Resources - Speaker Connection

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Speaker Connection In Series And Parallel

The diagram to the left shows two speakers connected in series. Assume that the positive lead from the power source connects to the left speaker's positive terminal, and that the lead connecting over to the speaker on the right also goes to that speaker's positive terminal. The right speaker's remaining terminal is negative and is connected to the negative terminal of the power amplifier. Because there is one path for current that passes through two impedances, the impedances add. Were these 8O speakers, the resulting total impedance would be 16O. As the higher impedance will reduce current flow for a given voltage, this represents a lighter load to the amplifier than the single speaker.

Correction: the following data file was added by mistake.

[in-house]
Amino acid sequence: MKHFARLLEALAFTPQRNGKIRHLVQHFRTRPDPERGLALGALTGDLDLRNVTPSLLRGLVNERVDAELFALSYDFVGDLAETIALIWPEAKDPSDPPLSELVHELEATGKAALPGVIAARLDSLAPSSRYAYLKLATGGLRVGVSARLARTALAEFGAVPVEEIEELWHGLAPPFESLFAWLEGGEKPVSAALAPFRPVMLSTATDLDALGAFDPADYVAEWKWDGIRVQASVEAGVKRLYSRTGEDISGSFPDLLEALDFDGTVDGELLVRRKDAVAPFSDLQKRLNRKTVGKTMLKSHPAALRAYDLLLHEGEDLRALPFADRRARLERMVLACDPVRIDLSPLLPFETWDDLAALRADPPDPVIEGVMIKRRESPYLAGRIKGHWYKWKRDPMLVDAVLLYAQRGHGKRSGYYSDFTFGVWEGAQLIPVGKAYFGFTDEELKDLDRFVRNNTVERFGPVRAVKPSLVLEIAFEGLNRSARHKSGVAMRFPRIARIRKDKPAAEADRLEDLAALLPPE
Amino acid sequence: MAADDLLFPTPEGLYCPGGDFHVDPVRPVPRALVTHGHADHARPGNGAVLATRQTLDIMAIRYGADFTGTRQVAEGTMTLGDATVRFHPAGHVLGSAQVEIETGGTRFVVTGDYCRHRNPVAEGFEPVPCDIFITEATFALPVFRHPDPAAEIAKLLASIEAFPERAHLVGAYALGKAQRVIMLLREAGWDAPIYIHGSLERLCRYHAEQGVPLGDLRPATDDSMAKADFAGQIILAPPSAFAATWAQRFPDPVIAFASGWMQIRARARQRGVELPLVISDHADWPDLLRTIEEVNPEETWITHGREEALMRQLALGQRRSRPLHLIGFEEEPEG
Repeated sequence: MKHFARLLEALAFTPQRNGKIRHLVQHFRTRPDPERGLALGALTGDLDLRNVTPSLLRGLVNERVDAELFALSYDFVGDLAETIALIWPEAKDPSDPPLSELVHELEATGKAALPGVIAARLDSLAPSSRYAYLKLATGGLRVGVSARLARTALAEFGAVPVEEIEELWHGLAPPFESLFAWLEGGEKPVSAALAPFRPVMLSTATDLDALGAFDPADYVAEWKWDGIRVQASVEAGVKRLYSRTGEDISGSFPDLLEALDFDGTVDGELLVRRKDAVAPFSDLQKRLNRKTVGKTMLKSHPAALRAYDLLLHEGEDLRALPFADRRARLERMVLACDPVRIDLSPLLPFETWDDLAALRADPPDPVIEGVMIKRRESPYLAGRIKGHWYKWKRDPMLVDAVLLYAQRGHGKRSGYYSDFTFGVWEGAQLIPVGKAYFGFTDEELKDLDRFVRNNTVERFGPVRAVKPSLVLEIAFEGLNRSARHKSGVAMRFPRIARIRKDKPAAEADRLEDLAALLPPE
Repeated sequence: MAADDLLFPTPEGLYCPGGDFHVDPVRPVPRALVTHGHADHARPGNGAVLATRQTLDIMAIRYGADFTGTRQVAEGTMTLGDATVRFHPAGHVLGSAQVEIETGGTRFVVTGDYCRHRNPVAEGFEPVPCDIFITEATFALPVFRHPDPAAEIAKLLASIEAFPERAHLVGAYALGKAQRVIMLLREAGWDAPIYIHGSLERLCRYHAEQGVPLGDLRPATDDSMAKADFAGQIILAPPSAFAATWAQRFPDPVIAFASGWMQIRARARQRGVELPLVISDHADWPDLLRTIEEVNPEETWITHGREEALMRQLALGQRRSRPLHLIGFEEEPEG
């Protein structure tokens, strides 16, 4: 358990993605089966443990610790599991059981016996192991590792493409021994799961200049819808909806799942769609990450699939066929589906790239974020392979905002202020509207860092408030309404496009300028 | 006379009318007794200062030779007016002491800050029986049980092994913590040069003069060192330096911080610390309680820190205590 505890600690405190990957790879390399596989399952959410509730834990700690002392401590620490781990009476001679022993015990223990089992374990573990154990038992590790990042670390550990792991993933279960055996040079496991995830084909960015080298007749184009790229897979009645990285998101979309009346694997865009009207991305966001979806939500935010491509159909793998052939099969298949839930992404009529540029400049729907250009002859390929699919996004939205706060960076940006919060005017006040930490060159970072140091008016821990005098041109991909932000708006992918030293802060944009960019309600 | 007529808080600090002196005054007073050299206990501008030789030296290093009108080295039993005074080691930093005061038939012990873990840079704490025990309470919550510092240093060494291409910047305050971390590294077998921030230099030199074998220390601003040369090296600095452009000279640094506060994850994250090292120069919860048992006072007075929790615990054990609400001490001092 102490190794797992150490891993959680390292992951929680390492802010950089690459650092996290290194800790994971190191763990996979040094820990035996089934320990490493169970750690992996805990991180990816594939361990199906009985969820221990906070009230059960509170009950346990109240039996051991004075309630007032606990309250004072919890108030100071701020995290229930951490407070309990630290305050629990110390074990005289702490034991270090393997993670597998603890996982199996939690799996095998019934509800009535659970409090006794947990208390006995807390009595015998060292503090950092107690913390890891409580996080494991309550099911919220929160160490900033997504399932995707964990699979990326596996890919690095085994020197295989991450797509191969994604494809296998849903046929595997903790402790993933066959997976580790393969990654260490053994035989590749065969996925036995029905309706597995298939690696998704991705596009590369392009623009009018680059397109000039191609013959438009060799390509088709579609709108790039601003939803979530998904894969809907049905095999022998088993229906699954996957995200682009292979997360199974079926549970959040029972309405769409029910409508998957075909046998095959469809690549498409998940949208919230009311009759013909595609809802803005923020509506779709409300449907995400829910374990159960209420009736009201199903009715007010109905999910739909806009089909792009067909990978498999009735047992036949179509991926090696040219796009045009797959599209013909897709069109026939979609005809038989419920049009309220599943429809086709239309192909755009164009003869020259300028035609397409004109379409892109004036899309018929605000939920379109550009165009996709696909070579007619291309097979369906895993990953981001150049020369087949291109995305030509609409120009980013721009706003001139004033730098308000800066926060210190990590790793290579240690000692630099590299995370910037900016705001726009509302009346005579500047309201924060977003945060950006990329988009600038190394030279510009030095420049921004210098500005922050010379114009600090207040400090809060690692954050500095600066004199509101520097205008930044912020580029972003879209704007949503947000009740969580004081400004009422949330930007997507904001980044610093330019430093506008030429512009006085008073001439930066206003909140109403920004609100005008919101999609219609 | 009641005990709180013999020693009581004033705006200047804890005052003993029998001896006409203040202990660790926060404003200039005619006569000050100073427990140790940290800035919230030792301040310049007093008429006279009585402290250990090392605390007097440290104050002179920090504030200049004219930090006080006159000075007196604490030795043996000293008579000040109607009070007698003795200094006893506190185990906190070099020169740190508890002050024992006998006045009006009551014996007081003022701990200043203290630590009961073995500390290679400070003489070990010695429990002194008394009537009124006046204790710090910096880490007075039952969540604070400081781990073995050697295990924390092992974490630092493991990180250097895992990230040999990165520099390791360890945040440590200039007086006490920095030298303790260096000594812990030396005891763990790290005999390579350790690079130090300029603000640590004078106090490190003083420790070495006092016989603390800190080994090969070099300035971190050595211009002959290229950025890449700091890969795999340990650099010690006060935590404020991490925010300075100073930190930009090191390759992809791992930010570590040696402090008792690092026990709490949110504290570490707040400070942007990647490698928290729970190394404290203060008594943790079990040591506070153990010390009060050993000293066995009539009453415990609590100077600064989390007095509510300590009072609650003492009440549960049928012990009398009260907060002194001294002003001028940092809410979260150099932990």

In the second example, the speakers are wired together in parallel; there are two paths for current to flow. If the speakers are the same impedance, then each will flow the same amount of current, for twice the total amount that the single speaker would otherwise flow (for a given voltage). Therefore, if each speaker is 8O, the overall circuit impedance is 4O. It should stand to reason that a single 4O speaker would flow the same amount of current.

 

Audio amplifiers are designed to drive a specific speaker load, usually 6O to 8O for most modern home audio receivers. The percent Total Harmonic Distortion is generally lower in an amplifier driving an 8O load, even if designed to drive a 4O speaker load. Most home audio speakers produced today are rated at 8O impedance.

As you can see in the wiring examples above, how multiple speakers are connected to an amplifier channel has a great affect on the performance of the amplifier. If not rated for a 4O load, an amplifier connected to such a load can over heat and shut down, or possibly even be damaged. Also, an amplifier will not provide its best sonic quality driving an impedance load heavier than it is rated for.

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